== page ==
• control group (n=8) – control group did not receive the drugs, but rats were given the gavage base and olive oil under otherwise identical conditions as the other rats used in the experiment;

• CMG group (n=8) – received cyclosporine, mycophenolate mofetil and prednisone;

• TMG group (n=8) - received tacrolimus, mycophenolate mofetil and prednisone;

• CEG group (n=8) - received cyclosporine, everolimus and prednisone.

The animals received medication every 24 hours for approximately 5 weeks (2 weeks after the acclimatization period prior to mating-when placed with males 1:1 in separate cages - and later after mating during 3 weeks of pregnancy). Day 0 of pregnancy was confirmed the next morning by the presence of a vaginal plug. After mating each pregnant female rat was housed in a separate cage. Once a week the animals were weighed again, and medication dose was adequately adjusted based on the changed body mass. After delivery the treatment was stopped (no drugs administration during lactation period- women generally are advised not to breastfeed while taking immunosuppressive treatment as secretion of drugs into breast milk may attain high levels of drugs concentration in the suckling infant). Thirty one female rats completed the study.

Eighty three pups from 9 litters were born - numbers of dams, litters and new-born rats in control and treatment groups at the time of birth are presented in Table 1. One pup from CMG group died in the age of 3 days.

Number Group
Control CMG TMG CEG
Full dose of drugs   Dams 7 8 8 8
Litters 6 2 - 1
Rats 69 13 - 1
Half dose of drugs   Dams - 2 3 3
Litters - 2 3 2
Rats - 24 32 7

Table 1: Number of dams, litters and newborn rats in control and treatment groups (full dose and half dose groups) at the time of birth.

Six 19-day-old rats from CMG group were euthanized as they seemed unable to live longer and reach the age of 8 weeks because of visible abnormalities (hydrocephaly, anophthalmia, apathy). They were euthanized together with 6 rats from a control group in the age of the corresponding day. The rest of juvenile rats from CMG group (5, 1 more died later in age of 28 days) was sacrificed after 8 weeks from birth (with corresponding group of 12 rats born from mothers from a control group).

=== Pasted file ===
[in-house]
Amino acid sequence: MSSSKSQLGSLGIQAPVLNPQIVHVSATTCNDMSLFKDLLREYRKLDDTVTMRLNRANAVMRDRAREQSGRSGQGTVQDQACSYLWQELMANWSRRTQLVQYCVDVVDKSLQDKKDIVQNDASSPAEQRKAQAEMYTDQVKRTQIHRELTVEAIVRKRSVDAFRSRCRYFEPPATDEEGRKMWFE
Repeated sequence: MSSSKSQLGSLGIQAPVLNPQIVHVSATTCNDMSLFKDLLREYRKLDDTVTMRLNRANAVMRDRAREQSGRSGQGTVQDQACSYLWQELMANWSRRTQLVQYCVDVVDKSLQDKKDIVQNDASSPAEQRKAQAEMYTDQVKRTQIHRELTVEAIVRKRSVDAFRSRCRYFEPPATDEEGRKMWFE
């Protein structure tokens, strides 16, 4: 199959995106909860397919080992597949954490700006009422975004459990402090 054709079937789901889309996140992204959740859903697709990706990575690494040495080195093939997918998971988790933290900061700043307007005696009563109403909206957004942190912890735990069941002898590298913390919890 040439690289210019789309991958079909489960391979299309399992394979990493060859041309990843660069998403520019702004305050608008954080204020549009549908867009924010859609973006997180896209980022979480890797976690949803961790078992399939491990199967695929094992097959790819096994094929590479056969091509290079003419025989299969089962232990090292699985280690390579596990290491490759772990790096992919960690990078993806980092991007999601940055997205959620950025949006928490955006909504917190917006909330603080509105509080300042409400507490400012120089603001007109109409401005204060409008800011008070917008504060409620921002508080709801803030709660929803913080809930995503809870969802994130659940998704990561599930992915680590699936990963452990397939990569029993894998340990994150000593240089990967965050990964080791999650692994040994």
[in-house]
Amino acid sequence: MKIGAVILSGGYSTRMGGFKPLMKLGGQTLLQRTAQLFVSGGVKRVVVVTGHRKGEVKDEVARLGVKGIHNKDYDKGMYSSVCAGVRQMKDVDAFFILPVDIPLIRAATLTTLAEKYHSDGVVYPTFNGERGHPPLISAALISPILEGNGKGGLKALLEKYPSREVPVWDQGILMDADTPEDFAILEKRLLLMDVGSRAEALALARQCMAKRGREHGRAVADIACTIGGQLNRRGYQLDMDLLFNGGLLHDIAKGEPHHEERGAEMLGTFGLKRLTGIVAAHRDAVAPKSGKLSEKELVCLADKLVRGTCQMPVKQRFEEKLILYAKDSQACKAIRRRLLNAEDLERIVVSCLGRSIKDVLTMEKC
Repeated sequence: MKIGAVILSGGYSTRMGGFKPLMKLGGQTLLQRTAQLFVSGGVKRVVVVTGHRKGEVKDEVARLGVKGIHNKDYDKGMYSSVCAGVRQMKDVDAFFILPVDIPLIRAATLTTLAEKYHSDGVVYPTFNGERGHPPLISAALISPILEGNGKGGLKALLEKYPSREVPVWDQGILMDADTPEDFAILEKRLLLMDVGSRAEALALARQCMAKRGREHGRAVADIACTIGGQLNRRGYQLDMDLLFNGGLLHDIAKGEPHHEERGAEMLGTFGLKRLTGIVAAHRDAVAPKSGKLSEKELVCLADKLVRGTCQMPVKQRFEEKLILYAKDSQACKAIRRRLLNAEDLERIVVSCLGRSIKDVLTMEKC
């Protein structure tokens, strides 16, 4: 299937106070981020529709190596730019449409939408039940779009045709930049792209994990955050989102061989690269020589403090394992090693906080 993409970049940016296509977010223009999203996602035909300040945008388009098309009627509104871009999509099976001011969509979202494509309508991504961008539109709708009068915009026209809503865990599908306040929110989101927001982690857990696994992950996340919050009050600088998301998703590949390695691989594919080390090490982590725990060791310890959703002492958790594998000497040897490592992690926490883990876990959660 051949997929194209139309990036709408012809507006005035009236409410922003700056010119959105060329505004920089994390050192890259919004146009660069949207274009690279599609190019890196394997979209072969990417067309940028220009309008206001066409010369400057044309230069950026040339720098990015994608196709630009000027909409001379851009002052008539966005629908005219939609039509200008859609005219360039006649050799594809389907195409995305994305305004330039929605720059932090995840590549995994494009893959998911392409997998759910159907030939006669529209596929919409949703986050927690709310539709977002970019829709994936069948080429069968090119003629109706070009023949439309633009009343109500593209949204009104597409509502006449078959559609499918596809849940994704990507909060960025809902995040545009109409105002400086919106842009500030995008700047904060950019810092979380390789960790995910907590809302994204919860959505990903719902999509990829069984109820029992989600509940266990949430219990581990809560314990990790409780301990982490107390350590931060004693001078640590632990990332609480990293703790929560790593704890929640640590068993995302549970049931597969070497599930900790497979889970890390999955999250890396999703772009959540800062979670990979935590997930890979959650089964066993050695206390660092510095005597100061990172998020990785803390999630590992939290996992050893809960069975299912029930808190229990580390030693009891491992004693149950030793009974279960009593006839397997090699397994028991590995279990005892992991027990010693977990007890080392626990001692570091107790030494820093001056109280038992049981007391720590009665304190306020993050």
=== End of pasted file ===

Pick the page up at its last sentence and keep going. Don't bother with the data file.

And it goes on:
As small numbers of rats from treatment groups were born, the experiment was repeated with half dose of study drugs (except of the dose of steroid which remained the same). The study included as few animals as possible. We used additional group of eight 12-week-old female rats divided in 3 separate groups (2 rats received the same drug combination as CMG group –named CMG group 0.5; 3 rats the same drug combination as TMG group – named TMG group 0.5 and 3 rats the same drug combination as CEG group- named CEG group 0.5). This additional study was approved by the Local Ethical Committee for Experiments on Animals in Szczecin (No.10/2014 and No.11/2014, both dated 06 Jun 2014). The doses used in the study were as follows: tacrolimus (Prograf, Astellas): 2 mg/kg/day; mycophenolate mofetil (CellCept, Roche): 10 mg/kg/day; cyclosporin A (Sandimmun Neoral, Novartis): 2.5 mg/kg/day; everolimus (Certican, Novartis): 0.25 mg/ kg/day and prednisone (Encorton, Polfa): 4 mg/kg/day. The rest of procedures were identical as in the first part of experiment.

All 8 female rats completed the second part of the study. 63 pups from 7 litters were born numbers of dams, litters and new-born rats in control and treatment groups at the time of birth are presented in Table 1.

The juvenile rats from these groups were sacrificed after 8 weeks from birth (we have used for analysis 12 rats from CMG group 0.5, 12 rats from TMG group 0.5 and 7 rats from CEG group 0.5).

All juvenile rats were euthanized by penthobarbitalum sodium (Polpharma) injection administered intraperitoneally at 40 mg/kg body weight. Their body weight was measured. Blood samples of rats in age of 8 weeks were obtained to determine lab tests. Blood tests included sodium, potassium and chloride level, urea, creatinine and uric acid concentration, total protein and albumin. Subsequently, necropsies of all rats were performed, and the collected kidneys were weighted. The right kidney was placed in a vat of liquid nitrogen (and later all samples were stored in -80oC for enzyme activity analysis). The left kidney was fixed in 4% buffered formalin solution for histological examination.